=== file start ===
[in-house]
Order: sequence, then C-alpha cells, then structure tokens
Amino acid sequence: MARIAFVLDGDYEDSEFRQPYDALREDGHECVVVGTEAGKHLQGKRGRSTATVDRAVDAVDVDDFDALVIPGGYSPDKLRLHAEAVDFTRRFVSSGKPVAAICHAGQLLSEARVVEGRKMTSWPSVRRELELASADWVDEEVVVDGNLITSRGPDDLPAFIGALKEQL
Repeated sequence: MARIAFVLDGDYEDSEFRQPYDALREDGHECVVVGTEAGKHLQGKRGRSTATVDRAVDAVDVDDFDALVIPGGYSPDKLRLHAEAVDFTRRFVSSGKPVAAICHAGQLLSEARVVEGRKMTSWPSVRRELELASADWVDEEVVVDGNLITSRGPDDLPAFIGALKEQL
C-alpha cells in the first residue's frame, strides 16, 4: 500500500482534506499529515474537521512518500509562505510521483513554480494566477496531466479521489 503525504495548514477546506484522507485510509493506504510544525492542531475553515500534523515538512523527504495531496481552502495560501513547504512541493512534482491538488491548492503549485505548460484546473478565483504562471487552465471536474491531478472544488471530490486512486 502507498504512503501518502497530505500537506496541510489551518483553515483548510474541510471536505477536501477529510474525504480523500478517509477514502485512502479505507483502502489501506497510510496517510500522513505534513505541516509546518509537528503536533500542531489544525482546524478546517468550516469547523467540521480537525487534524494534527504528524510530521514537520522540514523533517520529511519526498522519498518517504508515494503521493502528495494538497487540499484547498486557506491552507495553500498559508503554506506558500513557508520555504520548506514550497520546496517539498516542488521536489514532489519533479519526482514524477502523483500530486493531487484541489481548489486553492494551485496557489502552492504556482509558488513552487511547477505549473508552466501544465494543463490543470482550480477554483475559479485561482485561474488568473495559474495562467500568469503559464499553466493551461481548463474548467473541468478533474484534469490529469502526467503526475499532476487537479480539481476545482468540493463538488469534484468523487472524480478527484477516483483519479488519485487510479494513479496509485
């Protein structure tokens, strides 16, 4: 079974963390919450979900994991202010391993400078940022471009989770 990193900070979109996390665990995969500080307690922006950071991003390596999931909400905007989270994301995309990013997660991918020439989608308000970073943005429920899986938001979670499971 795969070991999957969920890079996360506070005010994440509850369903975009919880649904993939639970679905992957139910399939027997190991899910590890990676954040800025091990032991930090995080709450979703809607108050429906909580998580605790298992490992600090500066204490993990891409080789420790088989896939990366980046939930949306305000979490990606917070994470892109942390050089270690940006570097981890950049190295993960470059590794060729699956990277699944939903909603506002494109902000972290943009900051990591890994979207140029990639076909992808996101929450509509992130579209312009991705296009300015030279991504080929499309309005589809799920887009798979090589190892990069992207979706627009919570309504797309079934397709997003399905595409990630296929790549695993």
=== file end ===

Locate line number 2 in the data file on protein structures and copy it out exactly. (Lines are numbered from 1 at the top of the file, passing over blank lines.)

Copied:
Order: sequence, then C-alpha cells, then structure tokens